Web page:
Christian Juul Nielsen may have just had his busiest New York Fashion Week.
The knitwear designer, whose resumé includes stints at Christian Dior and Oscar de La Renta — under the tutelage of fashion royalty like Raf Simons and John Galliano — debuted his Autumn/Winter 2022 collection for Hervé Léger at the Soho Grand Hotel on Feb. 11. Two days later, he held court at New York’s Spring Studio to show off the latest collection for Aknvas, the contemporary unisex brand he launched in 2019.
The centrepiece for both collections: knitwear.
While knitwear has always been a wardrobe staple, a confluence of factors, including the pandemic’s leisurewear boom and fashion’s rising sustainability ambitions have pushed knitwear designers to the front of the industry’s pecking order. Across the US and UK, the amount of sold-out luxury knitwear items across brands and retailers increased 45 percent year over year over the past 12 months, according to retail analytics platform Edited.
There’s just one hitch: there are only so many designers working knitwear at the level required to produce a collection that stands out at fashion week or on the rack at Bergdorf Goodman. Creating distinctive knitwear pieces requires deep knowledge of materials like wool and cashmere, plus command of advanced stitching techniques and complicated machinery. Such expertise is rare, particularly in the US.
“Knitwear designers need to be extremely technical, in the sense that they have to not only be able to design — it’s not only about shapes — but also be able to [work with] the yarns and [make] swatches,” said Valentina Maggi, director of the design practice at Floriane de Saint Pierre & Associés, a management consultancy that helps fashion firms in New York, Milan and Paris recruit talent.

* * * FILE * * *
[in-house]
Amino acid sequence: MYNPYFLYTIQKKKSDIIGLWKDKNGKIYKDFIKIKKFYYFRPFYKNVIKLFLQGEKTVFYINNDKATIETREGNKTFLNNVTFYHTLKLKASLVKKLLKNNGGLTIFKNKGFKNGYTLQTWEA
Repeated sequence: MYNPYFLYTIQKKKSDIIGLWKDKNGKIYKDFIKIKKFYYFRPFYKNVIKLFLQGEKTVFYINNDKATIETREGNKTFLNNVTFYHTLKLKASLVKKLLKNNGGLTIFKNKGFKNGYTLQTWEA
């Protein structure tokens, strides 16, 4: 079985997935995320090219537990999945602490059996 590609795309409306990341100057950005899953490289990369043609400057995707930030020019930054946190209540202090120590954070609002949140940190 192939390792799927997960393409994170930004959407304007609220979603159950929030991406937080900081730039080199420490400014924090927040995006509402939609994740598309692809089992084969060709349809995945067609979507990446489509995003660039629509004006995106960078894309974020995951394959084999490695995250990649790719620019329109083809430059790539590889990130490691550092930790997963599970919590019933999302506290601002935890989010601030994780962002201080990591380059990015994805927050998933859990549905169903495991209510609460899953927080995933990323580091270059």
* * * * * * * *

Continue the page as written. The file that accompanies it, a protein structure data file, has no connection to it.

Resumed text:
For instance, to update Hervé Léger’s iconic bandage dress, Nielsen used a process that involved a double knit faced with mohair, a protein fibre made from the hair of an angora goat, and backed with a layer of rayon material for a “slick hand feel” on the inside of the garment. (Rayon is a semi-synthetic fibre typically derived from wood pulp.)
“I really try to go intellectually into the process of development and really think about ‘how can I create something that hasn’t been made before?’” he said.
Building a Close-Knit Team
The most crucial hire for companies looking to raise their knitwear game is a design director who can create “wow” pieces for fashion week and wardrobe basics — and nurture relationships with fabrics mills, Maggi said.
“This is something that we are asked all the time [by luxury brands]… they need the design director to be able to talk to the Italian mills, work with those mills, and go there to work with the people to develop the swatches,” she said.
Although designers aren’t typically stitching the final product themselves, they need a working knowledge of knitwear machinery so that they can “understand the outcome” when sharing an idea with a factory team, said Sonia Veroni, founder of the Modateca Deanna International Documentation Center for Fashion in Italy and director of its Creative Knitwear Design Master programme.
“You have to know your yarns and be able to express yourself and communicate your vision,” she said.
Aspiring fashion designers are taking an interest in knitwear in response to the surging trend, said Veroni, whose school graduated its largest class, 17 students, in 2021.